For example, the average doctor today cannot receive text messages with detailed information about a patient’s condition; instead, they receive a notification that there is a message waiting for them, and they have to call the hospital for an update. Avast VMP eliminates that friction, allowing doctors to access protected health information (PHI) from any device.
Other companies benefit by being freed from the need to manage end devices. With the growth of the “gig economy,” many companies have a constant flow of contractors or non-permanent employees. Avast VMP allows companies to distribute mobile apps and corporate data to their mobile devices without having to enroll them in MDM.
ADM: How can Avast VMP help enterprise developers improve app security?
Eren: What we have today is a broken mobile ecosystem of borrowed frameworks, libraries, tools and copy/paste driven development powered by GitHub and StackOverflow. Mobile operating systems are only as strong as their weakest component. A poorly developed library/framework can expose your whole company to risk.
Our main goal was to create an environment that is virtual and non-persistent. A good analogy is the medical field. When you go to a doctor’s office, they consider needles a single-use device, assuming contamination after each use. We thought that was the right way to think about corporate apps on mobile devices, and virtualization was the only way to get there. We create a new mobile workspace on the employee’s device for each session. When they’re finished working, that workspace is destroyed. This prevents attackers from gaining a toehold.
ADM: How does virtual mobility (and therefore Avast VMP) save developers time?
Eren: Virtual mobility can reduce the number of platforms that a developer needs to develop for; Android apps can be accessed from iOS or even desktops. Furthermore, it reduces the QA burden as developers can use virtual mobility to deploy an app to any end point. Regardless of the end device’s OS revision or device firmware, if it is supported by the virtual mobility solution it will work. Finally, virtual mobility enables new models for app delivery -- App-as-a-Service, for example. An app developer can update the app with a single click, and instantly all users will be updated.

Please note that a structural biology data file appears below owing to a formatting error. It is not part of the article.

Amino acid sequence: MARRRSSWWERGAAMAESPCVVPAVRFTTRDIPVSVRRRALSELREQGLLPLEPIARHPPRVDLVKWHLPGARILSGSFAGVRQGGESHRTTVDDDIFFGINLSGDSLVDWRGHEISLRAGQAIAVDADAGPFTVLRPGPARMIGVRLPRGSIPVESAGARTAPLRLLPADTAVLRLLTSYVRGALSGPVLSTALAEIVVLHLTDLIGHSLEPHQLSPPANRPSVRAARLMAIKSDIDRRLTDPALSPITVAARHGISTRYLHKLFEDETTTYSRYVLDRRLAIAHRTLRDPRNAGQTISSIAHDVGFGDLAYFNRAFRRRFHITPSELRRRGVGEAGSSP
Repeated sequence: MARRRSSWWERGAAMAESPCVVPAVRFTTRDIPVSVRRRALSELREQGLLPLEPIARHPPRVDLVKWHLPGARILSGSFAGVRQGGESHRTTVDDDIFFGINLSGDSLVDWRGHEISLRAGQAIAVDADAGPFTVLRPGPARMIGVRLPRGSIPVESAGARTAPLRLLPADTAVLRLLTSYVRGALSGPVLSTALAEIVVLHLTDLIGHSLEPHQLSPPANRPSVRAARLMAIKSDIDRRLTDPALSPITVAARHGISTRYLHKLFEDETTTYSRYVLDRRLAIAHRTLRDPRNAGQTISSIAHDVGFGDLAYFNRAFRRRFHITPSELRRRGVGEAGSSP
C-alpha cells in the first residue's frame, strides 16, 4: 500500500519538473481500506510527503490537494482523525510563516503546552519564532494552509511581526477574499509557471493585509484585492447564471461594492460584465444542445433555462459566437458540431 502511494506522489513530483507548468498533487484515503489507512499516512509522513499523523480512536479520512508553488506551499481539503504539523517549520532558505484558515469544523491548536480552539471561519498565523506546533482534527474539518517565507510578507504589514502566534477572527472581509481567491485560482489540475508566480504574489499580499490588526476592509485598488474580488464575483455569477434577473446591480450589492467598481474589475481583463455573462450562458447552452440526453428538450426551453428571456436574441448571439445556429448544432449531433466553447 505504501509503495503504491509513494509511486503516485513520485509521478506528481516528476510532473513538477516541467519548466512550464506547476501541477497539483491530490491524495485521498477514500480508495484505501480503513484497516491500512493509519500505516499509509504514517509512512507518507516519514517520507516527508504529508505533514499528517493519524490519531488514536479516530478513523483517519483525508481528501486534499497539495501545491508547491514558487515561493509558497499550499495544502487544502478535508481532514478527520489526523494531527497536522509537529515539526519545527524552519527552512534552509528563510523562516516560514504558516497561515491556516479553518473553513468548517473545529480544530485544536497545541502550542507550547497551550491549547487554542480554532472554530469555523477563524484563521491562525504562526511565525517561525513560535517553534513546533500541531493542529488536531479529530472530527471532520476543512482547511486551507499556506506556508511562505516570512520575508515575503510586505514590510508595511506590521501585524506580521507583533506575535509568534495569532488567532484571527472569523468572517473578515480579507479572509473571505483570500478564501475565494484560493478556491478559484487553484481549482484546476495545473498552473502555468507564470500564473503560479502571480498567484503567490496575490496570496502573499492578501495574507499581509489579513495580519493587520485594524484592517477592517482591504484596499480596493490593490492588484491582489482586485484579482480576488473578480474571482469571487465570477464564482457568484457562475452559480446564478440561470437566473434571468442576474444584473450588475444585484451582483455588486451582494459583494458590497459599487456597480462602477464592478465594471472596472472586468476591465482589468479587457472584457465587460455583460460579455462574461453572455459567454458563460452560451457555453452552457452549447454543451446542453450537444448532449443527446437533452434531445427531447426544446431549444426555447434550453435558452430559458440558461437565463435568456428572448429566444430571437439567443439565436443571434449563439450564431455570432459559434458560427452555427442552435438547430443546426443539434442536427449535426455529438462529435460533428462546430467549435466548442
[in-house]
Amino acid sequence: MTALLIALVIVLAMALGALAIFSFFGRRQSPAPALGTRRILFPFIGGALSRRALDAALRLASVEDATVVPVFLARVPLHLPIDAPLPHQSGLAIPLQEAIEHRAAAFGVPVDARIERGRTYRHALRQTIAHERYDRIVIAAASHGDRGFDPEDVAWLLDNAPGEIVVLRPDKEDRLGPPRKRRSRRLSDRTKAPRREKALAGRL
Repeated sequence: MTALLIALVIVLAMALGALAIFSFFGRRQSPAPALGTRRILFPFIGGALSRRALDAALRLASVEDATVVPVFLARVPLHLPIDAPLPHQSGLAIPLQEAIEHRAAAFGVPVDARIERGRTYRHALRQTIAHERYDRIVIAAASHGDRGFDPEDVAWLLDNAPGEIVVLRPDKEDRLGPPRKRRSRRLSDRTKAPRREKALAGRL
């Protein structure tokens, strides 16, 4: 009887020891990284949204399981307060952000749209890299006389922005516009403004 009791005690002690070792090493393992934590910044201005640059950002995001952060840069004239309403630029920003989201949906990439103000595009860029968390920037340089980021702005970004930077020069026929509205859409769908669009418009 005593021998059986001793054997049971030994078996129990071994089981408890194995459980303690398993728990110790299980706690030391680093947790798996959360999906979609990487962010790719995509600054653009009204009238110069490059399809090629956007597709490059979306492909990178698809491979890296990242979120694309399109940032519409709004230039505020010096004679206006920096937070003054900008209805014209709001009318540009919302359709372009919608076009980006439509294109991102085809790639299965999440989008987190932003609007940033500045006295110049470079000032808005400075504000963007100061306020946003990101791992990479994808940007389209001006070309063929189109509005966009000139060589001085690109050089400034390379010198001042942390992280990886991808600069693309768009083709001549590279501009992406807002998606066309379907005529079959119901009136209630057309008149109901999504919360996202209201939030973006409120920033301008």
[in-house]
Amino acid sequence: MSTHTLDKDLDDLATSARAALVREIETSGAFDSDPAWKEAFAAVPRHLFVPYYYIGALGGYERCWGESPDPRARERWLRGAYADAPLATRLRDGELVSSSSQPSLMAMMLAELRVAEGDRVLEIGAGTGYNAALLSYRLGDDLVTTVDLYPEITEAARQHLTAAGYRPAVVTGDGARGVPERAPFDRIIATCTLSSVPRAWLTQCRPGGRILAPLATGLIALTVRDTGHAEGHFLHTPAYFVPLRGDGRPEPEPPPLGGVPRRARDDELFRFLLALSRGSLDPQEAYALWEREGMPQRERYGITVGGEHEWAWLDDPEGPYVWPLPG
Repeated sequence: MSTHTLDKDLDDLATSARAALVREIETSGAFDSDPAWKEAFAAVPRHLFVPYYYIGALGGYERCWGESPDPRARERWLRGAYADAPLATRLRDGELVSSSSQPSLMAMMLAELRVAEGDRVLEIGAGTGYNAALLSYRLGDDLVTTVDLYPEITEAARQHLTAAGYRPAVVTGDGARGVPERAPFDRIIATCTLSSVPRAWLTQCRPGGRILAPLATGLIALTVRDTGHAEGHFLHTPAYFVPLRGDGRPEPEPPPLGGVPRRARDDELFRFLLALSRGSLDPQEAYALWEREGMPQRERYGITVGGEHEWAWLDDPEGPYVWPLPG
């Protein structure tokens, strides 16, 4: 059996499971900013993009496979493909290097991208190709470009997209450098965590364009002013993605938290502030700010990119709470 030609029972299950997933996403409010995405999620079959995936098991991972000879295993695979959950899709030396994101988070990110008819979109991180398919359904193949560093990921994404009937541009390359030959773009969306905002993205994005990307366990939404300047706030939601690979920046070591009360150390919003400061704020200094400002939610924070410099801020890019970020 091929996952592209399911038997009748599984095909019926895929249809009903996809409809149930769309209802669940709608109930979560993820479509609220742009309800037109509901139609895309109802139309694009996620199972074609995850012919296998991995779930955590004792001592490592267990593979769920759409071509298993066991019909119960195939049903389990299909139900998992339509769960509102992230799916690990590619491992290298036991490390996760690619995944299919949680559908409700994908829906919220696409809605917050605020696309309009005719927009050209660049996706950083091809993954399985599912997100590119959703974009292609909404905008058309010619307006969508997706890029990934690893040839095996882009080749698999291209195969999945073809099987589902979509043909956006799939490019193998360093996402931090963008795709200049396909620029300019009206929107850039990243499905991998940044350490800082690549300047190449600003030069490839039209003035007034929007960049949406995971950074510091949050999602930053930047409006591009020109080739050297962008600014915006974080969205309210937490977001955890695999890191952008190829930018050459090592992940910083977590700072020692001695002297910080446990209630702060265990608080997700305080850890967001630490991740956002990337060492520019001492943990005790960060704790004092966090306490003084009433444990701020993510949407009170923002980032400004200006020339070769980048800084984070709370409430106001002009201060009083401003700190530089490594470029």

ADM: Why is developing and deploying mobile apps so different from desktop apps?
Eren: Today’s mobile environment is one of rapid development, with little to no auditing of apps like in the enterprise software world. Many developers depend on digital rights management solutions like Apple’s FairPlay, security mechanisms like seatbelt profiles and code signing to obscure their development shortcomings.
For example, some apps relay passwords or medical record information in clear text or hide unauthenticated backend APIs because they are depending on the mobile OS security and DRM layers. Recent hacks have proven that these layers provided a false sense of security.
The one thing that business unit managers and software developers need to realize is that Apple iOS and Google Android security measures are built to protect their revenue streams, not applications or users. You must build security into the development process just as in the desktop/enterprise software market.
ADM: How do you see VMI evolving? What’s next for Avast VMP?
Eren: As the mobile-first trend becomes the norm in development, the need for secure deployment platforms will increase. We’ll see more organizations transitioning from first-generation enterprise mobility solutions to meet the needs of a new development environment. VMI provides built-in app protection that gives developers more time to repair vulnerabilities without risking compromise.
As part of the Avast Software family, I can imagine many opportunities to incorporate the data gathered by Avast’s endpoint security products into Avast VMP. We can track apps throughout their lifecycle, and integrate reputation management features.